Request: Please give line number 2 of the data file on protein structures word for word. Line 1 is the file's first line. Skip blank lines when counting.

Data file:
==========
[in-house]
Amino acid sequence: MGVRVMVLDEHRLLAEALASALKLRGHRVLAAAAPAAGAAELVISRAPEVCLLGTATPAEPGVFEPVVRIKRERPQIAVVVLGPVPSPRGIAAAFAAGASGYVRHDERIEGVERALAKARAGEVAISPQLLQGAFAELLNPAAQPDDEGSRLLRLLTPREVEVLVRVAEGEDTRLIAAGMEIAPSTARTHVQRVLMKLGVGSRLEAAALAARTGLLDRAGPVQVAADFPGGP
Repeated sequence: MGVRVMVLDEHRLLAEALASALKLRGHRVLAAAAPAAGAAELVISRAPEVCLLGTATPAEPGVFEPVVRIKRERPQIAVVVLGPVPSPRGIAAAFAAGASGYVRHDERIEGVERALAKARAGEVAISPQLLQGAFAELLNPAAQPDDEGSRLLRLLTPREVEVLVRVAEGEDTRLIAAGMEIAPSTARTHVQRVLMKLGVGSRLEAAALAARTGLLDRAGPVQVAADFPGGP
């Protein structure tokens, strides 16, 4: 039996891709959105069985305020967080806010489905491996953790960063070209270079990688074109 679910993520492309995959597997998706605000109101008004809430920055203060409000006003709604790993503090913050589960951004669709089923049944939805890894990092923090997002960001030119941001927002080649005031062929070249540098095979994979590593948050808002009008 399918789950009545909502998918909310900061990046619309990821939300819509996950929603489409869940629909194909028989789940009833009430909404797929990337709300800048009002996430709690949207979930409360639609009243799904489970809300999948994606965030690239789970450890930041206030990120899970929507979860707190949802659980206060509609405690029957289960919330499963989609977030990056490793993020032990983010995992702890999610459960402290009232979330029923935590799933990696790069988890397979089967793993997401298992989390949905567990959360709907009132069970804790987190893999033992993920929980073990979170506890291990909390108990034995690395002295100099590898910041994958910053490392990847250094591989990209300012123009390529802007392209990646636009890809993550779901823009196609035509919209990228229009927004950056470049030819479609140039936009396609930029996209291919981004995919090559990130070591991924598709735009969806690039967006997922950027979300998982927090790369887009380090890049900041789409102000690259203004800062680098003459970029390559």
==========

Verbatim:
Amino acid sequence: MGVRVMVLDEHRLLAEALASALKLRGHRVLAAAAPAAGAAELVISRAPEVCLLGTATPAEPGVFEPVVRIKRERPQIAVVVLGPVPSPRGIAAAFAAGASGYVRHDERIEGVERALAKARAGEVAISPQLLQGAFAELLNPAAQPDDEGSRLLRLLTPREVEVLVRVAEGEDTRLIAAGMEIAPSTARTHVQRVLMKLGVGSRLEAAALAARTGLLDRAGPVQVAADFPGGP